One summer, as a teenager, I was working the graveyard shift at a gas station a few miles outside Indio, California. It was in the Coachella Valley, deep in the southern California desert. The station was on Highway 111, at a point where it ran parallel to Interstate 10. It was, at least in those days, a lonely stretch of desert road and I worked my 11:00 p.m. to 7:00 a.m. shift alone, with only a tall hedge of oleanders (toxic to children and small animals) and the occasional customer to keep me company.
To be sure, some nights -- especially Fridays on a holiday weekend -- were extremely busy. A lot of the travelers were in RVs or hauling boats, and were headed to Parker Dam, a recreational site on the border with Arizona. My station was a convenient fuel stop for those who were midway in the five-hour journey from sprawling Los Angeles to Parker Dam.
While working there I had my share of experiences. I called the cops twice: both times for reports of a dead body crumpled by the roadside. Other incidents included drunken drivers, a philandering husband in a '55 Chevy Nomad ("Hey buddy, have you got a used oil can? I need to make it look like I've been fixing my car"), broken-down cars, low riders, vandals, Mexican junk collectors, potheads, prostitutes, pastors and many other people -- most of them quite nice. But one experience stands above them all.
It was about 2:00 a.m. on a quiet weekday night when a small, yellow pickup truck rolled into the station. It pulled up near the pumps, but not near enough for the pump handle to reach the fuel filler. We were a full-service station (regular unleaded gas was 58.9¢ per gallon), so I walked over to the vehicle and asked, “Do you want a fill up?”
“No,” the driver said as he began to climb out. As he did so, I assessed his vehicle more closely. I was a small pickup owner myself. He had the early generation of Mazda pickup -- the model with a rotary engine. Rotaries were still a novelty at that time. The engines had an incredibly favorable power to weight ratio, but they guzzled gas like a much larger V8 would, erasing much of the benefit of owning one. Still, those early trucks were a common sight and were known for the words “Rotary Power” in large letters on the tailgate. The example in front of me was emblazoned with those words, picked out against the yellow. It also featured leopard-print curtains hanging across the rear window of the cab.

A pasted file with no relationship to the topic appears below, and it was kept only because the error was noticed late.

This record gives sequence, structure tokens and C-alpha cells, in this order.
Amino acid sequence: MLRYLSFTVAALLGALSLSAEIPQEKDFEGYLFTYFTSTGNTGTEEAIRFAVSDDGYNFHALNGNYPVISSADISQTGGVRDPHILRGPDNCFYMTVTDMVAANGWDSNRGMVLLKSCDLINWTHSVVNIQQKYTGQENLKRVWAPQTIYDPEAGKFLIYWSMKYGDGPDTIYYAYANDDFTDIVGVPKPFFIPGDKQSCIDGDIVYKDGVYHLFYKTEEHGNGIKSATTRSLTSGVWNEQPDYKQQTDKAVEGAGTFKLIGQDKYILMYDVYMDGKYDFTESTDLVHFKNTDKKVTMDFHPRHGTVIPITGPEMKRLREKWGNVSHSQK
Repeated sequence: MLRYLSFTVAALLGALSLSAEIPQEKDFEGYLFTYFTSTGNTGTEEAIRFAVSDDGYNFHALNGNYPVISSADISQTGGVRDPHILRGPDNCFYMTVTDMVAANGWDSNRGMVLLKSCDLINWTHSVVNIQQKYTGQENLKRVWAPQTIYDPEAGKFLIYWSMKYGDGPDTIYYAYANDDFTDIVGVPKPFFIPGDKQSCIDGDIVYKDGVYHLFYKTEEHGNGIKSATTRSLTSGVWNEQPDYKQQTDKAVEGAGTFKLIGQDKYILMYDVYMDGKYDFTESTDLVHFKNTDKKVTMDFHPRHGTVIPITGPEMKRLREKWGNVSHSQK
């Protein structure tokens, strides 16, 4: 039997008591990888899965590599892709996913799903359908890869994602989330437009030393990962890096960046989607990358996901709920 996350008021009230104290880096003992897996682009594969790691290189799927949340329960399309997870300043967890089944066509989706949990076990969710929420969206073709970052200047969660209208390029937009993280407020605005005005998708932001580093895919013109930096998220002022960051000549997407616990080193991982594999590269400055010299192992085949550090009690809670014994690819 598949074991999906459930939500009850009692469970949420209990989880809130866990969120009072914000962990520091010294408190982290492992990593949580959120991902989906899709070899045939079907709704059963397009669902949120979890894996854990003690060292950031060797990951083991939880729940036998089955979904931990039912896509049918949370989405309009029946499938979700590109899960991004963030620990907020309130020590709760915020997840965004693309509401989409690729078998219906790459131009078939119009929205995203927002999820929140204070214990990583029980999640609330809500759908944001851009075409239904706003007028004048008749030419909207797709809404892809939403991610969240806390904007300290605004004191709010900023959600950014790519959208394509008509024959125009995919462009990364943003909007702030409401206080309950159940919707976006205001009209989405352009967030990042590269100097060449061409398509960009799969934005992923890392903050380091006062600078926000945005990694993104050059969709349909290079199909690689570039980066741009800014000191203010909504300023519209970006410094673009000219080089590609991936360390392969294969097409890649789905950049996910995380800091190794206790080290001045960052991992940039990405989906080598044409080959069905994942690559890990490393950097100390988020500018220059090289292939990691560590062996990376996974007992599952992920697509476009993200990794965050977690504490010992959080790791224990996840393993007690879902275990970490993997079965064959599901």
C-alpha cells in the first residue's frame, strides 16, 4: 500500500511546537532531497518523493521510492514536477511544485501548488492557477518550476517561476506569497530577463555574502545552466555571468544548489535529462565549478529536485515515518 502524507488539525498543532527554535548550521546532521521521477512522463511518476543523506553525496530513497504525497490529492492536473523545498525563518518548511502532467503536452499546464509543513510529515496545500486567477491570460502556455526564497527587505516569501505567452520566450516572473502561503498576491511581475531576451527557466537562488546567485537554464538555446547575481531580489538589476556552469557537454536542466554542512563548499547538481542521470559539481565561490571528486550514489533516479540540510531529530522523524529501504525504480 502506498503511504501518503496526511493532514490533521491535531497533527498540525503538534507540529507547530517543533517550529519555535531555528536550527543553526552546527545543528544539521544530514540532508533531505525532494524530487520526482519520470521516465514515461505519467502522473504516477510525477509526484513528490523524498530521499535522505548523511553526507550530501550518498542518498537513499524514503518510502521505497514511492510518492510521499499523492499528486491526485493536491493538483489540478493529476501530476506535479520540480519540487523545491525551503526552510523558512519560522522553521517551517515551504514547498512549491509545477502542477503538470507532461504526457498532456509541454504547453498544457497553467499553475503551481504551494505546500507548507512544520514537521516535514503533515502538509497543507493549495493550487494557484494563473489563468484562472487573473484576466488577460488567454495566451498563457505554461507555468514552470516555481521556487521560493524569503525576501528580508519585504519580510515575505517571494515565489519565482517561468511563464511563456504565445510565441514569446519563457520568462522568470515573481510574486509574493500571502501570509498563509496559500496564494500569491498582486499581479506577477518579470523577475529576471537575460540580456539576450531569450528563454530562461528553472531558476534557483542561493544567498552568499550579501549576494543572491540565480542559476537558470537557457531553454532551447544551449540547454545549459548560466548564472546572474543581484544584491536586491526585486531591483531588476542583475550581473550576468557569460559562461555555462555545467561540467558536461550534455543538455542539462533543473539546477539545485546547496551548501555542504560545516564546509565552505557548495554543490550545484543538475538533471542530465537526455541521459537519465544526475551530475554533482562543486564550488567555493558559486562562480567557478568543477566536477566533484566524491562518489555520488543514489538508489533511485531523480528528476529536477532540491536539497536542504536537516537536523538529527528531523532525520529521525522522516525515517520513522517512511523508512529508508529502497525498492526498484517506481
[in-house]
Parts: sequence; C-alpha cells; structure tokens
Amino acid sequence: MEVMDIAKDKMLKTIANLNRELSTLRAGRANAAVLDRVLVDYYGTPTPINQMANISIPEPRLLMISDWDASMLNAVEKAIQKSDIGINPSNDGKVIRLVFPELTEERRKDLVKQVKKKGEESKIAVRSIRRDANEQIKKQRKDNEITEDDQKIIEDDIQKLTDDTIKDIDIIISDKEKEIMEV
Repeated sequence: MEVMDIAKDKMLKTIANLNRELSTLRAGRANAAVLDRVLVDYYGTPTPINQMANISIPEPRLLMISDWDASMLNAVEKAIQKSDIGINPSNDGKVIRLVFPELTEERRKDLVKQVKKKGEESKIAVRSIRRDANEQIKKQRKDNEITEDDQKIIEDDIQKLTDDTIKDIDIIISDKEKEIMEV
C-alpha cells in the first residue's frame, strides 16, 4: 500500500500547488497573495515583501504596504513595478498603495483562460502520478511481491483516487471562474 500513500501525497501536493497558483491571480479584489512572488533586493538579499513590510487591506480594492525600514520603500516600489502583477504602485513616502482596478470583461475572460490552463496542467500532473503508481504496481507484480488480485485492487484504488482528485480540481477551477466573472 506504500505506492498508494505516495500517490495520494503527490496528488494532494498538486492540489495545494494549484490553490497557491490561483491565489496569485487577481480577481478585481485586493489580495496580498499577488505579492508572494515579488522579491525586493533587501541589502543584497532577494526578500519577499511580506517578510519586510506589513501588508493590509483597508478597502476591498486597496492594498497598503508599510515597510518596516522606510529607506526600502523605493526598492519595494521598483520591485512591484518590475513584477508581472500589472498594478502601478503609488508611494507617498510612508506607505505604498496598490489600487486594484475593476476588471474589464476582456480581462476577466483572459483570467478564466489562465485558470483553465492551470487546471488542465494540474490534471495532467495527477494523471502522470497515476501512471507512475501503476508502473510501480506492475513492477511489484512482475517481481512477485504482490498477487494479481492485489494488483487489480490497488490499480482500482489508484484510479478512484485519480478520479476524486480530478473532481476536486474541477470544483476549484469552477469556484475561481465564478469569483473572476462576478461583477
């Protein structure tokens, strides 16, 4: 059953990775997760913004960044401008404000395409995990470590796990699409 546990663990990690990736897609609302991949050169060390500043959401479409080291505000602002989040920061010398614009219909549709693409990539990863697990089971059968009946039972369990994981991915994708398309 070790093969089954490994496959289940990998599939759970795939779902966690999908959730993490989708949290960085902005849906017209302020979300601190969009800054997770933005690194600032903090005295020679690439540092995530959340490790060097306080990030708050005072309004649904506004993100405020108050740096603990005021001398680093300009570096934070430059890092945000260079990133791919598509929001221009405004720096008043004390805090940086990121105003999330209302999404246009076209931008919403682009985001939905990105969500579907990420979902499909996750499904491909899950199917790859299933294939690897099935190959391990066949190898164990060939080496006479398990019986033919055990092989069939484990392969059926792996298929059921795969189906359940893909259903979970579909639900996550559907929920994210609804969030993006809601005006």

The driver was a tall gent in his 20s with a gaunt, acne-scarred face. He was dressed head to toe in a brown velour track suit and wore, despite the desert darkness, large sunglasses: the kind that were very dark at the top of the lens and faded to light brown towards the bottom. As he straightened, he brushed at the velour around his waist, as if concerned with his appearance. Or perhaps he’d been snacking.
“Hey,” he asked, “do you know where Elvis Presley is having a party around here?”
I stood dumbly for a few seconds as the words registered. So he repeated himself, this time with a note of exasperation.
“I said -- do you know where Elvis Presley is having a party around here?”
The Coachella Valley is a playground for the wealthy and the Hollywood elite. As I drove through the Valley in those days I could see the sprawling Spanish-style ranch with red tile roof that was owned by Lucille Ball; the vast home recently built for Bob Hope that loomed on a mountainside over the city of Palm Springs (the city had forced him to dump tons of sand and gravel onto his new roof, as the glitter and shine of the original design were too distracting for the more common denizens of the city). I drove down streets called Frank Sinatra and Bob Hope, and my battered and blue Datsun pickup was regularly humbled by Rolls and Bentleys as they flashed by me with smoke-dark windows.
“Sorry,” I replied, “I don’t know him. But I would guess he’s on the other side of the valley.” I didn’t know where Elvis kept a home in the area, but it certainly wouldn’t be in the southwestern end which was dominated by the blue collar towns of Indio and Coachella.
“Yeah, well I do. He invited me to his party, but I’ve been driving around all night trying to find it.”
The irony of asking a gas station attendant in Indio, California, where Elvis lived was apparently lost on him, at least in his current frustrated state. (Although a classmate of mine at the time who worked for a pharmacy did make deliveries to Frank Sinatra's home whenever he was in town; a set of baby blue toothbrush holders, for example.)
I gave Mr. Velour what I hoped was a sympathetic look and asked, “are you sure you don’t need gas?”
He looked surly in reply, and climbed back into his truck. “Nope. I’ve got a party to get to.”
He drove off.
That was, to the best of my recollection, in July 1979. Not long after, I was listening to local AM radio station KESQ (“14Q”) when it was announced in somber tones that Elvis Presley had been found dead at his home in Memphis, Tennessee. It was August 16, 1979.
Searching for Elvis.